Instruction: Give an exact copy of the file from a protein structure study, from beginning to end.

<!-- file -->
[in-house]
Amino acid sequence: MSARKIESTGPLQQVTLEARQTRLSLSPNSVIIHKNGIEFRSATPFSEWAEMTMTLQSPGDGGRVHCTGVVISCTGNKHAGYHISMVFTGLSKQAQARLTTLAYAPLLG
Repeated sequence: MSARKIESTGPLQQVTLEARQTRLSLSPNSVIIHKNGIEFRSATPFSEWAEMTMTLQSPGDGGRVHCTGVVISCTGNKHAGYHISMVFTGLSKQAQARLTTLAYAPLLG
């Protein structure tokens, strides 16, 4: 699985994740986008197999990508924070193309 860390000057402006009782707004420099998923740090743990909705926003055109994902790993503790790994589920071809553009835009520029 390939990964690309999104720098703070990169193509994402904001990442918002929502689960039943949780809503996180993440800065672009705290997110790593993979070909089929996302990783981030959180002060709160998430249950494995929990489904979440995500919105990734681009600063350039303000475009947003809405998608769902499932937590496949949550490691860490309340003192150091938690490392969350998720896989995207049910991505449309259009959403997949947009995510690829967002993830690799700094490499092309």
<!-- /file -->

[in-house]
Amino acid sequence: MSARKIESTGPLQQVTLEARQTRLSLSPNSVIIHKNGIEFRSATPFSEWAEMTMTLQSPGDGGRVHCTGVVISCTGNKHAGYHISMVFTGLSKQAQARLTTLAYAPLLG
Repeated sequence: MSARKIESTGPLQQVTLEARQTRLSLSPNSVIIHKNGIEFRSATPFSEWAEMTMTLQSPGDGGRVHCTGVVISCTGNKHAGYHISMVFTGLSKQAQARLTTLAYAPLLG
């Protein structure tokens, strides 16, 4: 699985994740986008197999990508924070193309 860390000057402006009782707004420099998923740090743990909705926003055109994902790993503790790994589920071809553009835009520029 390939990964690309999104720098703070990169193509994402904001990442918002929502689960039943949780809503996180993440800065672009705290997110790593993979070909089929996302990783981030959180002060709160998430249950494995929990489904979440995500919105990734681009600063350039303000475009947003809405998608769902499932937590496949949550490691860490309340003192150091938690490392969350998720896989995207049910991505449309259009959403997949947009995510690829967002993830690799700094490499092309």